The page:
direction, and temperatures in the winds aloft forecast?

Did you look at the pressure charts? Both for the surface as well as for
higher altitudes (850mb for example)? What sort of pressure gradient
existed? This can give you additional information to elaborate on the winds
aloft forecast, or even to correct errors in it (depending on how recent the
winds aloft forecast is versus the pressure charts).

It may well be true that you will never understand wind, and it's certainly
true that understanding wind is a non-trivial exercise. But to claim that
no one could have predicted the conditions you experience, well...that seems
just a bit silly to me.

As far as the lack of a specific mention of turbulence in the weather
briefing, remember that an airmet for turbulence is given only for moderate
or above. Pilots (and especially passengers) of light aircraft consistently
overestimate the intensity of turbulence, and it's entirely possible that
the turbulence you experienced was not great enough to justify an airmet.

Pete


  #6  
Old May 5th 05, 01:19 AM
Mike Rapoport
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Default

The wind can do strange things. I have an airdata computer that gives a
constant display on winds aloft. Once I was flying into 130kt heawind out
of the East at FL290 with moderate turbulence. I asked for and recieved a
descent to FL250 and the wind was 35kts out of the West. I would have
thought it impossible. I have seen similiar shifts a few times but never
165kts of shear over 4,000'

Mike
MU-2


"Jay Honeck" wrote in message
news:[email protected]_s72...
Today, for the first time in weeks, dawned clear, cool, and calm. After
a VERY early spring (with temps in the 80s for over a week), we have
experienced extremely high winds and record COLD temps. In fact, we broke
the record here on both Sunday and Monday... (Take THAT all you "global
warming" pessimists!)

When we got to the hangar, the air was as still as death. The wind sock
hung limp as a rag, and AWOS was reporting winds variable at nuthin'...
Flight service mentioned nothing about turbulence (for a change) -- so we
taxied out to Rwy 25 in anticipation of a smooth ride to Clinton, IA...

Initially after departure all was smooth -- but by 1500 feet we were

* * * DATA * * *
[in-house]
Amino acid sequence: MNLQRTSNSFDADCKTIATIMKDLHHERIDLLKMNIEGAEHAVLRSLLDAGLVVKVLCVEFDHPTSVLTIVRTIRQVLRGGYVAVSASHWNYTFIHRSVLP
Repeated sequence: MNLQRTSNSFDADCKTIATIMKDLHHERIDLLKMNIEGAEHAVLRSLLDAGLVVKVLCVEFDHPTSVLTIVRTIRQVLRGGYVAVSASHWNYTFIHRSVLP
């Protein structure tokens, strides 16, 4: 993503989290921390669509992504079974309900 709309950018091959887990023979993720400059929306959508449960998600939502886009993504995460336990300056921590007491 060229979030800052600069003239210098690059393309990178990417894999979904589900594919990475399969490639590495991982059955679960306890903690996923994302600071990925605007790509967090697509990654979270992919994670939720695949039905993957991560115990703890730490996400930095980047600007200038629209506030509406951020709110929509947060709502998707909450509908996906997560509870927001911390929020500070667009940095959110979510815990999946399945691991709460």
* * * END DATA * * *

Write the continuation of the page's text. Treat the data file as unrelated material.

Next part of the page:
getting bounced pretty good. By 3000, we were inside a popcorn popper.
Mary climbed to 7500 feet before we penetrated the haze layer, and popped
out into the clear, smooth air on top. It was a VERY uncomfortable ride
until then -- and, of course, she had to descend back down through it to
land.

On the return flight a couple of hours later, it was even worse. Now we
had heating of the day, with the sun on the dark, freshly plowed fields --
and the ride was wild, indeed. However, again it was smoother down LOW --
which was bizarre -- than it was in the middle altitudes.

I suppose after all the unsettled weather we've had the atmosphere is
still stirred up -- but no one standing on the ground would EVER have
guessed what was brewing and burbling just a few thousand feet overhead.
By all appearances, it was the perfect day to fly -- yet it was the most
uncomfortable flight we've had in a good long time.
--
Jay Honeck
Iowa City, IA
Pathfinder N56993
www.AlexisParkInn.com
"Your Aviation Destination"



  #7  
Old May 5th 05, 02:20 AM
tony roberts
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Default

Once I was flying into 130kt heawind out
of the East at FL290 with moderate turbulence.


If I was flying into 130 kt headwind I'd reach my departure point before
I reached my arrival point

Tony

Tony Roberts
PP-ASEL
VFR OTT
Night
Cessna 172H C-GICE
  #8  
Old May 5th 05, 02:21 AM
john smith
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WOW!
Don't you guys even use the Winds page on the ADDS?
Pick a day and time and step up and down the altitudes.
It will tell you everything you want to know.
Do the same thing with the temperatures at different altitudes.
It's even color coded. Use the streamline display option.
  #9  
Old May 5th 05, 03:47 AM
Peter R.
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Default

tony roberts wrote:

If I was flying into 130 kt headwind I'd reach my departure point before
I reached my arrival point


Haha!

--
Peter













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  #10  
Old May 5th 05, 05:43 AM
Jay Honeck
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Posts: n/a
Default

WOW!
Don't you guys even use the Winds page on the ADDS?
Pick a day and time and step up and down the altitudes.
It will tell you everything you want to know.
Do the same thing with the temperatures at different altitudes.
It's even color coded. Use the streamline display option.


I do occasionally, but today was so picture-perfect (from the ground) that
it never even dawned on me to look.

As I mentioned to Mary, while we were getting tossed around: It's a good
thing we can't see wind and turbulence (the way we can see rapids in a
river) -- because if we could, humans would never have attempted flight.
--
Jay Honeck
Iowa City, IA
Pathfinder N56993
www.AlexisParkInn.com
"Your Aviation Destination"